Figure 4. Overview of the IGF‐1 system and its associated IGF‐1 receptor signaling pathway in skeletal muscle. IGF‐1 is found in the extracellular matrix as a complex with IGF binding proteins. Protease cleavage of the Binding proteins releases IGF‐1, which can then bind to IGF‐1 receptors (IGF‐1R). IGF‐1 also has high affinity for hybrid receptors (IGF‐1R/IR‐A and IGF‐1R/IR‐1B), but lower affinity for insulin receptors (IR‐A, IR‐B). Only the pathway associated with IGF‐1R is depicted for simplicity. Upon IGF‐1 binding to its receptor, the receptor tyrosine kinase is activated. Receptor activation results in phosphorylation of the IRS and SHC adaptor proteins and consequently leads to activation of PI3K/Akt/mTOR and RAF/MEK/ERK1/2 pathways, respectively. Akt phosphorylation leads to phosphorylation many substrates. mTOR phosphorylation causes it activation, which then phosphorylates p70s6 kinase (P70S6K) causing activation, the eukaryotic translation initiation factor 4E‐ binding protein (4E‐BP1) causing its inactivation, and also phosphorylated Akt at Ser473 causing maximal activation. Akt also phosphorylates Glycogen synthase kinase 3 beta (GSK3b) causing its inactivation, and as a result, disinhibits eukaryotic initiation factor 2B (elF2B). Akt also phosphorylates the forkhead box O transcription factors (FoXO) blocking its nuclear translocation and activation of expression of the E3 ubiquitin ligases, MURF1 and MAFbx. Negative feedback of the signaling pathway can occur, including the serine phosphorylation of IRS by P70S6K, causing its degradation. The MAPK arm of the signaling pathway is known to stimulate cell proliferation and regulation of gene expression, and as a hub kinase, is associated with multiple ligand‐receptor actions.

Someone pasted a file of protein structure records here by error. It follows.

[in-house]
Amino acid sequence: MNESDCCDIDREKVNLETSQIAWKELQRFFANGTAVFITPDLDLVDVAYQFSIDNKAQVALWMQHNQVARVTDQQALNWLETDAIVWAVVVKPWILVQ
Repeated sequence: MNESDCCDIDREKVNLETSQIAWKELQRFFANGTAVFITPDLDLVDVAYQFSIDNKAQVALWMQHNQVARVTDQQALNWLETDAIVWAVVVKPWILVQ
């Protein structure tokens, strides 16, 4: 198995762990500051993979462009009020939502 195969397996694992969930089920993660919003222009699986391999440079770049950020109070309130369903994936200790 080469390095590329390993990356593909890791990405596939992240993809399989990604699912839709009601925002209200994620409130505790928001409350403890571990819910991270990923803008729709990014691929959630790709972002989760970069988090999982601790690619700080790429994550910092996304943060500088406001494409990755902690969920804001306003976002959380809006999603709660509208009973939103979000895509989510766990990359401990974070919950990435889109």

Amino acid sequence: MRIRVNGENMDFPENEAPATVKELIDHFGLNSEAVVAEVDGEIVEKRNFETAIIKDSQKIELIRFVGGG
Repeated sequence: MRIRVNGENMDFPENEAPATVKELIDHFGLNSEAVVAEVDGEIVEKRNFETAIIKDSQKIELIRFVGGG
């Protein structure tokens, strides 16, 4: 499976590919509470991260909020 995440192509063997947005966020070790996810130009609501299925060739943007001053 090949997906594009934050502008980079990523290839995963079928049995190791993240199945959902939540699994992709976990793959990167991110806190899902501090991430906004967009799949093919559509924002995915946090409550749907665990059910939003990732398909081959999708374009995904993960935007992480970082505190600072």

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Teaching Material

G. Vassilakos, E. R. Barton. Insulin-Like Growth Factor I Regulation and Its Actions in Skeletal Muscle. Compr Physiol 9: 2019, 443-468.

Didactic Synopsis

Major Teaching Points:

  • IGF-1 and insulin are highly related molecules with similar and divergent actions.
  • The regulation of IGF-1 production occurs at both the transcriptional and translational levels.
    • Alternative splicing generates multiple forms of IGF-1
    • Protease cleavage and protein modifications happen after translation of IGF-1
  • The forms are different and the C-terminal end of the protein, producing multiple E-peptides, which have potential, but controversial, functional significance.